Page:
What does ‘ECO-FRIENDLY’ mean?
Sioux Lookout Municipal Environment Committee - Special to The Bulletin
A cheat sheet of ‘eco-friendly’ terms
‘Eco-friendly’, ‘environmentally friendly’, ‘earth-friendly’ are other words for not ‘environmentally harmful’
Green: generally implies better practices for both the environment and people. Often used in exchange for any word relating to consciousness of the environment
Sustainable(-ilty): practices that prevent the depletion of natural resources, while maintaining a prospering economy for the future. For companies, this means that ensuring the welfare of employees (and people related to that business) and minimizing or even reversing its environmental impacts being as important as making a profit.
“Eco-friendly” is used widely –on labels for everything from sandwich bags to body care products to stationery to sheet sets. If you aren’t sure what it means, you can be misled by companies who claim that their products are indeed eco-friendly.
Greenwashing is a term used when companies put eco-friendly claims on its product packaging. In many cases, they are broad claims without support to back them up. Here are a couple:
Laundry detergent labelled ‘free of phosphates’: In 2010, regulations were passed in Canada to severely limit the amount of phosphates in laundry detergents and household cleaning products. This is greenwashing because phosphate-free laundry detergent is the norm.
A comforter or sheet set is labelled ‘all natural’: Although the product could have been made with plant-based materials such as bamboo, the raw materials go through a series of manufacturing processes that synthetically alters them, often using toxic chemicals that are dangerous to workers, wildlife, and the environment. This claim can be deceptive because it suggests the bedding came straight from nature.
A company displays an environmentally-friendly symbol that does not exist: some products contain logos that convey the message of being green or environmentally friendly. These mean nothing if the company created it themselves, which is a misleading environmental claim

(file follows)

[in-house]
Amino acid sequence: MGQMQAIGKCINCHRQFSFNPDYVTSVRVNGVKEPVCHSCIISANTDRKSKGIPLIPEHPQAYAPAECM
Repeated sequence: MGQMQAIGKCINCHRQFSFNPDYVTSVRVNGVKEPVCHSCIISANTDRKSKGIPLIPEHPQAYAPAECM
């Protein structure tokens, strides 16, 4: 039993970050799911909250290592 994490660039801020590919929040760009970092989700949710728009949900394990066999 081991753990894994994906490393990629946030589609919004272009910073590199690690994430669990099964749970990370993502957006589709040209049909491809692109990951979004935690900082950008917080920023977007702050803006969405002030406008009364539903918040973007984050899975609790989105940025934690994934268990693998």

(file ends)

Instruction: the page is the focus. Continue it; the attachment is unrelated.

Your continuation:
Don’t get ‘greenwashed’ by products with false logos. Here are some common logos or certifications in Canada you can trust that signify a certain aspect of the product is environmentally friendly:
EcoLogo: Products and services that meet strict environmental standards for their entire life cycle — from manufacturing to disposal
Forest Stewardship Council (FSC): Indicate that forest products, such as wood and paper, come from sustainably managed forests.
Fair Trade Canada: Standards that ensure products are produced in a socially and economically fair, and environmentally responsible manner. These programs promote sustainable development and work to improve the livelihood of farmers and other workers in the developing world.
Energy Star: Energy efficient products
Here are a few eco-friendly considerations when purchasing products:
Only buy what you need. Products require a lot of resources before it gets into your home. Buying fewer products will lessen the demand for its production process and impact on the environment.
Opt for reusable items: bring reusable bags for produce and pantry items when shopping to reduce plastic waste. Switching to reusable sandwich bags and beeswax food wraps will help replace hundreds of single-use plastic bags that would eventually end up in landfills and oceans.
Seek minimal packaging: avoid products with secondary packaging and films. Look for items with minimal packaging made of recycled materials (like cardboard and aluminum instead of plastic).